Pyne Gould Corporation (PGC) says merging its finance company Marac with two building societies will enable the merged entity to tap a bigger retail deposit funding base as the combined group seeks an investment grade credit rating and bank licence.
PGC CEO Jeff Greenslade told interest.co.nz one of the appeals of the proposed tie-up with Canterbury Building Society (CBS) and Southern Cross Building Society (SCBS) was their strong deposit bases. This is because it’s now much tougher for non-bank financial institutions to raise funds from both the wholesale and retail markets than before the global financial crisis and the collapse of dozens of local finance companies.
CBS had held deposits of NZ$465.95 million as of September 30 last year and SCBS had NZ$358.2 million as of June 30 last year. Marac had NZ$867.9 million of debenture stock on issue as of December 31. As of today, some 64% of the combined group’s funding comes from retail investors with 22% from securitisation programmes, 9% from bank loans and 5% from wholesale funding.
Greenslade said CBS and SCBS also brought good lending customers to the table that fit well with Marac’s car finance and plant and equipment financing. PGC also planned to merge Marac insurance into the new entity and for it to have retirement planning capability through wealth management products. No decisions have yet been made on names or branding.
Number of hurdles
The deal will require the approval of shareholders, depositors and debenture holders, plus Crown retail deposit guarantee consents given all three are party to the extended guarantee. The merger would also need the Building Society Act to be amended enabling shareholders in listed building societies to have one vote per share, rather than one vote per shareholder, on special resolutions.
The parties are talking to the Government about this. Greenslade said there was little overlap between the three businesses and everyone involved should win from the merger.
“Everyone is going to be better off (by) benefiting from a larger, more sustainable organisation. The key thing in financial services is risk diversity and this creates greater risk diversity so it’s better for everybody whether you’re a lender, shareholder or depositor,” Greenslade said.
The three have signed a memorandum of understanding and hope to have the merged entity trading by early 2011. An application for a banking licence would then be made to the Reserve Bank by mid-2011, with a banking licence seen as adding credibility and reducing the new entity's cost of funds.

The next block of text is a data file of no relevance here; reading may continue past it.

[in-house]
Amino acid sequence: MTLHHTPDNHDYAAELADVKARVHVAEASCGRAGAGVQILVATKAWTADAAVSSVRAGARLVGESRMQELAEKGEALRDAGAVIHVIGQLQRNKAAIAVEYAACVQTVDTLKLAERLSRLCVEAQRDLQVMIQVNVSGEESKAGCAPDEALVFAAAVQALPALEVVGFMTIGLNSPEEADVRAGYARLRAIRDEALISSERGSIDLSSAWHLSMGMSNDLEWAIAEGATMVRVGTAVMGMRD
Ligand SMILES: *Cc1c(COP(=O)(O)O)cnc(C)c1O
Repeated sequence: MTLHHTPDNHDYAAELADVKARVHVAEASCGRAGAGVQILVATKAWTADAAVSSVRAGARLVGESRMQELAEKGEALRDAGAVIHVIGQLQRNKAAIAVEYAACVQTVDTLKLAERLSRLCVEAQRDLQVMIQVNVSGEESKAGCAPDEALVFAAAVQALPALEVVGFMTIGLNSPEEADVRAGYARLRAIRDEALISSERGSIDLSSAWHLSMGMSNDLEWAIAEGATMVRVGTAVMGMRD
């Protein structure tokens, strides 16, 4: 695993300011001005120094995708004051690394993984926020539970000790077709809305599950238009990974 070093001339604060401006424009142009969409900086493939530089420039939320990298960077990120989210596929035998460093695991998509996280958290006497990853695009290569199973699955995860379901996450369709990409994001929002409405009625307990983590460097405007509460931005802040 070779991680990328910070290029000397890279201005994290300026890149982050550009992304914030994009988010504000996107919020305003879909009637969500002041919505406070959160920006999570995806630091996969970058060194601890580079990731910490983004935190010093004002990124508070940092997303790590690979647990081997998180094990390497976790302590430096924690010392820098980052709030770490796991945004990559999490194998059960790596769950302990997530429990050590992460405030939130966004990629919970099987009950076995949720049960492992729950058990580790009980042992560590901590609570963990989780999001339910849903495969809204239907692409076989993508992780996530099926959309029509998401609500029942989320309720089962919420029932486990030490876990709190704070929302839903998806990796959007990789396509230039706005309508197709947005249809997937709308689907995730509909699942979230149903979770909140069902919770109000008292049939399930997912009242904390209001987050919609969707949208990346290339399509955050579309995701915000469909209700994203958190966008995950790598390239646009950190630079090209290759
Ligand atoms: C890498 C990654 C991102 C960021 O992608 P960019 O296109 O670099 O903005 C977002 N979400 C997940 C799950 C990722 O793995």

The plans envisage a NZX-listed bank headquartered in Christchurch that would aim to double its NZ$2.2 billion asset base within five years through growing family, small business and agricultural business.
The three say listing would open up capital raising options which Greenslade said would be about funding future growth as the combined group would have a tier one capital ratio above 10%. He wouldn’t comment on how much fresh capital the group might need to reach its goal of doubling assets within five years, other than to say he was confident of accessing capital if needed.
He said the three’s loan books appeared to be performing adequately but due diligence between the parties would look more closely at this. The combined group has 30% of its loans in Auckland and 29% in Canterbury where 35% of investors and depositors are also located compared to 23% in Auckland.
The proposal calls for CBS and SCBS to be amalgamated and then acquire Marac. PGC would be the cornerstone shareholder. The group would have 360 staff and 70 customer outlets.
Credit ratings an issue
All three entities currently have speculative, or junk, grade credit ratings and the merged group would need an investment grade rating to obtain a banking licence. Standard & Poor’s noted today if the merger was completed, debt providers could benefit from the bigger and more diversified financial institution.
In a letter SCBS told shareholders it was highly likely the listed entity would be a building society and the value of their shares would be determined by an independent valuer. The merged entity was expected to pay dividends. SCBS CEO Bob Smith told interest.co.nz the building society envisaged being able to offer cheque accounts and credit cards to customers and a national network if the deal goes ahead.
"Our position has always been pretty open," Smith said. "We think that the sector needs consolidation and we’ve been working hard in that regard. To form an entity that has an opportunity to have a banking licence is fundamental to Southern Cross’ strategy."
Meanwhile, Greenslade said nothing and no one was being ruled out in terms of potential future consolidation opportunities. But putting together a "strong, sustainable" platform together was the first priority.
* This article was first published yesterday in our paid subscriber email for bank executives, regulators and other industry experts. Subscribe here or email firstname.lastname@example.org